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New BPS guidelines to help increase adherence to self-isolation

07 September 2020

The best ways to encourage self-isolation are explained in new guidance published today from the British Psychological Society.

In ‘Encouraging self-isolation to prevent the spread of Covid-19’, experts from the BPS share recommendations to help the public, health workers and test and trace call handlers appreciate the importance of self-isolation and practical ways to achieve this.

Lead author, Professor Madelynne Arden, said:

“The NHS test and trace services and local public health teams have been working to identify people at risk and to instruct them to self-isolate, but adherence has been low.

This new guidance acknowledges the barriers to self-isolation that many experience and provides advice on ways to overcome them.”

Key recommendations include:

  • More focus on explaining the big difference those who self-isolate make, keeping themselves and their local community safe.
  • Employers should give staff confidence that self-isolation is normal, valued and an acceptable thing to do.
  • Encourage people to make self-isolation plans in advance.
  • Local services should offer support to those self-isolating, ensuring they have essential supplies and any dependents are looked after.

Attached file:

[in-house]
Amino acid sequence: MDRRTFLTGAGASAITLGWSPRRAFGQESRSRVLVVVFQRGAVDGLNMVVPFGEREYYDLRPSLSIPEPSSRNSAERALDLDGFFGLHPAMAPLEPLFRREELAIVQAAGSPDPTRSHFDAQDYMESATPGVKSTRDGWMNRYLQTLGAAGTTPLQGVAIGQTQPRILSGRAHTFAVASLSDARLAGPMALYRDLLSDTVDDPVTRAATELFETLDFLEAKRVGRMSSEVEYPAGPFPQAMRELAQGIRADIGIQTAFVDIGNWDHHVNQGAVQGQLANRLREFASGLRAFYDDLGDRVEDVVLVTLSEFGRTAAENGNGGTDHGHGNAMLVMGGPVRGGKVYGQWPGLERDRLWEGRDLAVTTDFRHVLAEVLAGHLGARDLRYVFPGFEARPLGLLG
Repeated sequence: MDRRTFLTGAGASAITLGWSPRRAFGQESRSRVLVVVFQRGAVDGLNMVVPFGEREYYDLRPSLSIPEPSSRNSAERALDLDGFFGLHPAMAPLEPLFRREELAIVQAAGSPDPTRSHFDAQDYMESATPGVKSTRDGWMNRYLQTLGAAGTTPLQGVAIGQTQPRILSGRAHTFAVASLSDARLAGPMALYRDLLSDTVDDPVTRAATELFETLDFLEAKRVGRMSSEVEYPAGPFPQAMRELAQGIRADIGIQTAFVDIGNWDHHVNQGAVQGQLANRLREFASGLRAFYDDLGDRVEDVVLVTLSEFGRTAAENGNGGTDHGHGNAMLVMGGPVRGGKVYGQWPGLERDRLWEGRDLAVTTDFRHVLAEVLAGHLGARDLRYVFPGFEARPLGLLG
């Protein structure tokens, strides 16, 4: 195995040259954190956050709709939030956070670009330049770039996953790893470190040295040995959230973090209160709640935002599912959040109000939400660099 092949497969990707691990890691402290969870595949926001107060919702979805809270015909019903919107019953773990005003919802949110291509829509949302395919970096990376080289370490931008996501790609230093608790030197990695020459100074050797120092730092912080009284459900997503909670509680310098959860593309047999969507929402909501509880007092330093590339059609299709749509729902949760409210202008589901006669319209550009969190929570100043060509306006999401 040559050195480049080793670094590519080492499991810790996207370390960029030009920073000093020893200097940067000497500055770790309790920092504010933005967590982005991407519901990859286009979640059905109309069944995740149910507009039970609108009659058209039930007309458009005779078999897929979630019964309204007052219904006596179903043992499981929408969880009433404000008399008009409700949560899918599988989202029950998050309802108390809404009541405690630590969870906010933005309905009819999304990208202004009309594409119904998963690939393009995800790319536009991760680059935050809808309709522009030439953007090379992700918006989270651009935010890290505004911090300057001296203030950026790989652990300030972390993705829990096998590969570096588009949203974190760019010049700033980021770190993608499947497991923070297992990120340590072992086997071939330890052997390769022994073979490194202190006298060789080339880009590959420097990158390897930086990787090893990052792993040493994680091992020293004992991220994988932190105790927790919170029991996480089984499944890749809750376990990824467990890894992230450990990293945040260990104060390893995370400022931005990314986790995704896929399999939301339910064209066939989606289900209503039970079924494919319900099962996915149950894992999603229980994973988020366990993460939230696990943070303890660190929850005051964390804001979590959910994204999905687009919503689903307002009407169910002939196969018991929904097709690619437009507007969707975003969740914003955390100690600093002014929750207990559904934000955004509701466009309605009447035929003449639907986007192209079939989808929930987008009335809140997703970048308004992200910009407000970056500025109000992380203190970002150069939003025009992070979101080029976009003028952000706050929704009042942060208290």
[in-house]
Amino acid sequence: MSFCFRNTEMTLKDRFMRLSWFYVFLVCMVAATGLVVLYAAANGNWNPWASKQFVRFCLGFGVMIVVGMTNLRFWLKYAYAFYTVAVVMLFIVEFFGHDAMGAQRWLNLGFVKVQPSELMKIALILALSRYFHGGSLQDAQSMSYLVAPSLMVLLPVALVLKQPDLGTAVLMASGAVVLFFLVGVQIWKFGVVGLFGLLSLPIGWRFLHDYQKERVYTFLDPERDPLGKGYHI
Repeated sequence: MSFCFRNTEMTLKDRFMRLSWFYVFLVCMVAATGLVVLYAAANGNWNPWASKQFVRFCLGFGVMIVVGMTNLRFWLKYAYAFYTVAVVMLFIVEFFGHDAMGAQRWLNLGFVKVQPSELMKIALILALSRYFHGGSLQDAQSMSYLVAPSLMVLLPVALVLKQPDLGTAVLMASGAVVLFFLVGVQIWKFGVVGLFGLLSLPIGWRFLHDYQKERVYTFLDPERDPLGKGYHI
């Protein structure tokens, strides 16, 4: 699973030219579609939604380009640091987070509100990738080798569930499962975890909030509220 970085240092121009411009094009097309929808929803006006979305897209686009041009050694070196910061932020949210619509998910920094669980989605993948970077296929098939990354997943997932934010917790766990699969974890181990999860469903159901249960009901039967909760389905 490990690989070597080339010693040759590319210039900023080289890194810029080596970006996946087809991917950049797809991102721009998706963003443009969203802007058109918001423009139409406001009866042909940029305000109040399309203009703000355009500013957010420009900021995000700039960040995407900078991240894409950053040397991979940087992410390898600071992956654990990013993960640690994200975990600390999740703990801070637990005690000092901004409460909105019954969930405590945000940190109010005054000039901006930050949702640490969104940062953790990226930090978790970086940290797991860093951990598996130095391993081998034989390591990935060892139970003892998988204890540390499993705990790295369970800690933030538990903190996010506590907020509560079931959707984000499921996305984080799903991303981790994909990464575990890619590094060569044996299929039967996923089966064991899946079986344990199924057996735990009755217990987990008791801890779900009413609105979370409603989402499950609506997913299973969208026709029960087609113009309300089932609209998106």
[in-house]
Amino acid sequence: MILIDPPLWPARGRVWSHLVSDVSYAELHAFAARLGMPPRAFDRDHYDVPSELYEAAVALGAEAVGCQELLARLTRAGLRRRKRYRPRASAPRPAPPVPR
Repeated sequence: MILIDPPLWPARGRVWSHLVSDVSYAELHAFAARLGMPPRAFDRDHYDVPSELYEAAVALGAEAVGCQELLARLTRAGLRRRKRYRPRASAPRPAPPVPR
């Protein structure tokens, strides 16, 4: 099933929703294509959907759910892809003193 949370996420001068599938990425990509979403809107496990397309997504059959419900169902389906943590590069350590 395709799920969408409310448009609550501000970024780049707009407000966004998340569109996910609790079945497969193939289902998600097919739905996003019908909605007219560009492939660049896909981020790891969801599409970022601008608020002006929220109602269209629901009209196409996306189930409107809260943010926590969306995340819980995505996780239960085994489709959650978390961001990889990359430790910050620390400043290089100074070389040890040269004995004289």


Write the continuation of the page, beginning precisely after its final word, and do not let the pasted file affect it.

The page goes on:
• Fines should only be used as a last resort and only used in extreme examples of rule breaking.
  • It is important that people understand the difference between self-isolation and social isolation/lockdown.

Professor Arden continued:

“Self-isolation is a key part of the UK strategy to prevent the spread of Covid-19 by people who are symptomatic and have tested positive, and for those who are at risk of developing Covid-19 due to having had close contact with someone with symptoms or a positive test.

So far there has been little focus on how we support people to self-isolate.  Instructing them to do so is not enough.

We need to acknowledge that self-isolating can be difficult for many people due to a range of different factors.

Educating people about what they need to do, when and why and helping them to plan and supporting their isolation is the best way to increase adherence to self-isolation so important in the fight against Covid-19."

Dr Angel Chater, chair of the BPS Behavioural Science and Disease Prevention taskforce, said:

“These guidelines are part of the continuing work of the BPS Behavioural Science and Disease Prevention taskforce in its aim to demonstrate to health officials the key behavioural science considerations that can optimise public health efforts.”

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